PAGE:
Business-Friendly Functional Programming – Part 2: Testability

In part one of this blog series, we introduced a monadic macro from the Each library, and showed how it can simplify asynchronous operations. In part two, we will investigate how to gain testability without mocks and stubs, and still keep transparency from the business point of view.

Two years ago, Ken Scambler wrote a blog To Kill a Mockingtest,
which describes why we should use the command pattern to wipe out side effects and enhance testability. In this article, we will see how to implement the command pattern with the help of Scalaz and the Each library.
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Business-Friendly Functional Programming – Part 1: Asynchronous Operations

Recently, we refactored one of our micro-services in order to apply the Each library. Each is a macro library developed by Thoughtworks that converts native imperative syntax to scalaz‘s monadic expressions. This means that we can write, among other things, asynchronous code with Futures in a plain imperative style.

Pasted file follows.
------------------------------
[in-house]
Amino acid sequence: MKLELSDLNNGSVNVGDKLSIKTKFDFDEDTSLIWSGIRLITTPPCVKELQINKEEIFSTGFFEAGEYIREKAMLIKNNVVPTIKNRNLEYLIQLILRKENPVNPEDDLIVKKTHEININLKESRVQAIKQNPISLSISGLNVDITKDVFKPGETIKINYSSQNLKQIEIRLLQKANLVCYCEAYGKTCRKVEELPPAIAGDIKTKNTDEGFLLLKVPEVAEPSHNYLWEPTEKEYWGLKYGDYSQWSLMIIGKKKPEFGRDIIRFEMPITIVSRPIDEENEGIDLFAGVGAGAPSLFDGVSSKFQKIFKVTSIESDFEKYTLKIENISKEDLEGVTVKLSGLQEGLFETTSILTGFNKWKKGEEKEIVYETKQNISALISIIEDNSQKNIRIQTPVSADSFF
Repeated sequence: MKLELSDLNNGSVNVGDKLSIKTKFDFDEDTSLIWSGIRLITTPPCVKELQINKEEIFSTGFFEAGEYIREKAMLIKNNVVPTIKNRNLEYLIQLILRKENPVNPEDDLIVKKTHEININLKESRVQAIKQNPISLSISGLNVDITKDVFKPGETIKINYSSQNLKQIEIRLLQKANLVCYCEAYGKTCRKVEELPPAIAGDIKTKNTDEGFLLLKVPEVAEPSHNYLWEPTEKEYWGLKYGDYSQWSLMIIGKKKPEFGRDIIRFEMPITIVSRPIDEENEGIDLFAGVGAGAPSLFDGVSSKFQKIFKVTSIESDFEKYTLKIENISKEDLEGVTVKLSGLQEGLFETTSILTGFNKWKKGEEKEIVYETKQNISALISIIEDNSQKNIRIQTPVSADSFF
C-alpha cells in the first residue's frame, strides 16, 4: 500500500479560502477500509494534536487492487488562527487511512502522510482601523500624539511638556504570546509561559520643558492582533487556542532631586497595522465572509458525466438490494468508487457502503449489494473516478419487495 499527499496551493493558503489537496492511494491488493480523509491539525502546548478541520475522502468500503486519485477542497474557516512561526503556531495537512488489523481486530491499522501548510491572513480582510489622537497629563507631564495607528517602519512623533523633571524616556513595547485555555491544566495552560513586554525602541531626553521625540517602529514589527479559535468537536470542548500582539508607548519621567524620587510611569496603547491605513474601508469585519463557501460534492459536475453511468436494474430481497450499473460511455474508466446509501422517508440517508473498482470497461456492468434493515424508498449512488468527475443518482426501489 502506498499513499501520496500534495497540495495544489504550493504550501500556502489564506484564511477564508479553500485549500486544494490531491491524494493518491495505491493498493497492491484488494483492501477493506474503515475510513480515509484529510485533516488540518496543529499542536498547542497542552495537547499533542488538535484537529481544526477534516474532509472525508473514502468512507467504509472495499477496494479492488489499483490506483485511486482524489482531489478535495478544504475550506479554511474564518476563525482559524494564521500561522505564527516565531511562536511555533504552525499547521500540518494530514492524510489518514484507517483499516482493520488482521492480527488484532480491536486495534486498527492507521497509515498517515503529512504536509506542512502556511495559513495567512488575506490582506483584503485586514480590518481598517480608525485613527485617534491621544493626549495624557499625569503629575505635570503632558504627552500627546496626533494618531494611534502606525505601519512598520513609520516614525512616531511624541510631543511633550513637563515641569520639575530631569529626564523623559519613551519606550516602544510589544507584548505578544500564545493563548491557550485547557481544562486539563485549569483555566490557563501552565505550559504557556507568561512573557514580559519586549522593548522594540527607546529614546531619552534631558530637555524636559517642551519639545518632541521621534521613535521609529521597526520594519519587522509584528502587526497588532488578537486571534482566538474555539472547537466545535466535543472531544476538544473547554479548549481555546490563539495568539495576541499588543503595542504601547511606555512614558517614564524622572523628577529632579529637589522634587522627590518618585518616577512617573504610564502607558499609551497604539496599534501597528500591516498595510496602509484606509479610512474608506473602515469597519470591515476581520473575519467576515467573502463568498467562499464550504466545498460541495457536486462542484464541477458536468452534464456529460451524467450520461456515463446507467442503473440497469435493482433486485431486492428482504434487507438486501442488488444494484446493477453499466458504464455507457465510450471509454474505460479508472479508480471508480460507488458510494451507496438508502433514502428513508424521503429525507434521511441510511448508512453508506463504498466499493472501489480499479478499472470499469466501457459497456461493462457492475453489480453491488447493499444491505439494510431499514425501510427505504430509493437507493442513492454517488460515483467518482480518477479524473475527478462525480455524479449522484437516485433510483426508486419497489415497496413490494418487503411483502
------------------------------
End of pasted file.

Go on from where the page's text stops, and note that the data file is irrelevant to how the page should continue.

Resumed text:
The micro-service is a Scala application that serves as a RESTful server. It receives requests from browsers. For each of the requests, the micro-service fetches data from other internal RESTful servers, composites these data into one response, and sends the response to browsers.
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